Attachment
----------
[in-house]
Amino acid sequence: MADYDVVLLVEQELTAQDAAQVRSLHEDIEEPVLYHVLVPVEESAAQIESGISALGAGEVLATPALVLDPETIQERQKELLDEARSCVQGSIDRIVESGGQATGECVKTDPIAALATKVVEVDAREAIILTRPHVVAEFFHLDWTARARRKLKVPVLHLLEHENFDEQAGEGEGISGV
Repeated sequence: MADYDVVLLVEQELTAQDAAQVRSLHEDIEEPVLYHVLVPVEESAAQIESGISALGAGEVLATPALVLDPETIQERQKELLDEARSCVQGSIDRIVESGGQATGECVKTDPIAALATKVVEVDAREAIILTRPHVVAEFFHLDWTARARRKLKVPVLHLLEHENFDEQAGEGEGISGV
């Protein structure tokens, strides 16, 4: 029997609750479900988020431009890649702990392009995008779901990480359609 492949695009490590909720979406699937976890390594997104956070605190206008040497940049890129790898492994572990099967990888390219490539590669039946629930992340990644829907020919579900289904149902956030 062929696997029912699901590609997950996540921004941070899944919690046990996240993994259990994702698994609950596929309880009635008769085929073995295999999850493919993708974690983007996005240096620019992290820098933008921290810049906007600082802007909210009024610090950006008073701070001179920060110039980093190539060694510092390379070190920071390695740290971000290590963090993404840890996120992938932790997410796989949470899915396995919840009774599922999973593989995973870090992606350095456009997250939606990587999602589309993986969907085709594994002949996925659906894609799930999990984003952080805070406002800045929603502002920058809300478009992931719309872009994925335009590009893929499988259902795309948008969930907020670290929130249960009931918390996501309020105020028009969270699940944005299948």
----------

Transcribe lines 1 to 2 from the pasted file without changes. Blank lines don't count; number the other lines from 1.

[in-house]
Amino acid sequence: MADYDVVLLVEQELTAQDAAQVRSLHEDIEEPVLYHVLVPVEESAAQIESGISALGAGEVLATPALVLDPETIQERQKELLDEARSCVQGSIDRIVESGGQATGECVKTDPIAALATKVVEVDAREAIILTRPHVVAEFFHLDWTARARRKLKVPVLHLLEHENFDEQAGEGEGISGV